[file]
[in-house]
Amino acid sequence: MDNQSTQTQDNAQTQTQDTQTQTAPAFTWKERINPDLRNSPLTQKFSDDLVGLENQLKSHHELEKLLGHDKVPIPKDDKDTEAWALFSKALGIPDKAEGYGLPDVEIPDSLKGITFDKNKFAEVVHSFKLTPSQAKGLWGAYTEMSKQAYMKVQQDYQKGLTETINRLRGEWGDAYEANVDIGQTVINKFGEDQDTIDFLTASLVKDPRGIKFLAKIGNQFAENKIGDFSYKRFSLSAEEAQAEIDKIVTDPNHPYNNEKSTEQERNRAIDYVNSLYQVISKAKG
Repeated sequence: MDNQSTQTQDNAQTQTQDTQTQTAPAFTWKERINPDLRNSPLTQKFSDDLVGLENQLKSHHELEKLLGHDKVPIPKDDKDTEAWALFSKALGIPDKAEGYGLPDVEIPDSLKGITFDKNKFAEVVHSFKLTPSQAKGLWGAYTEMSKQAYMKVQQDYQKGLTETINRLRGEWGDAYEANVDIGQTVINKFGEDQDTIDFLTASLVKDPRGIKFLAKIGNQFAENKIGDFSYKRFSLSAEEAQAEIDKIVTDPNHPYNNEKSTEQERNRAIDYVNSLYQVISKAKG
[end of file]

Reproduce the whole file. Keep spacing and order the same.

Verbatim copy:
[in-house]
Amino acid sequence: MDNQSTQTQDNAQTQTQDTQTQTAPAFTWKERINPDLRNSPLTQKFSDDLVGLENQLKSHHELEKLLGHDKVPIPKDDKDTEAWALFSKALGIPDKAEGYGLPDVEIPDSLKGITFDKNKFAEVVHSFKLTPSQAKGLWGAYTEMSKQAYMKVQQDYQKGLTETINRLRGEWGDAYEANVDIGQTVINKFGEDQDTIDFLTASLVKDPRGIKFLAKIGNQFAENKIGDFSYKRFSLSAEEAQAEIDKIVTDPNHPYNNEKSTEQERNRAIDYVNSLYQVISKAKG
Repeated sequence: MDNQSTQTQDNAQTQTQDTQTQTAPAFTWKERINPDLRNSPLTQKFSDDLVGLENQLKSHHELEKLLGHDKVPIPKDDKDTEAWALFSKALGIPDKAEGYGLPDVEIPDSLKGITFDKNKFAEVVHSFKLTPSQAKGLWGAYTEMSKQAYMKVQQDYQKGLTETINRLRGEWGDAYEANVDIGQTVINKFGEDQDTIDFLTASLVKDPRGIKFLAKIGNQFAENKIGDFSYKRFSLSAEEAQAEIDKIVTDPNHPYNNEKSTEQERNRAIDYVNSLYQVISKAKG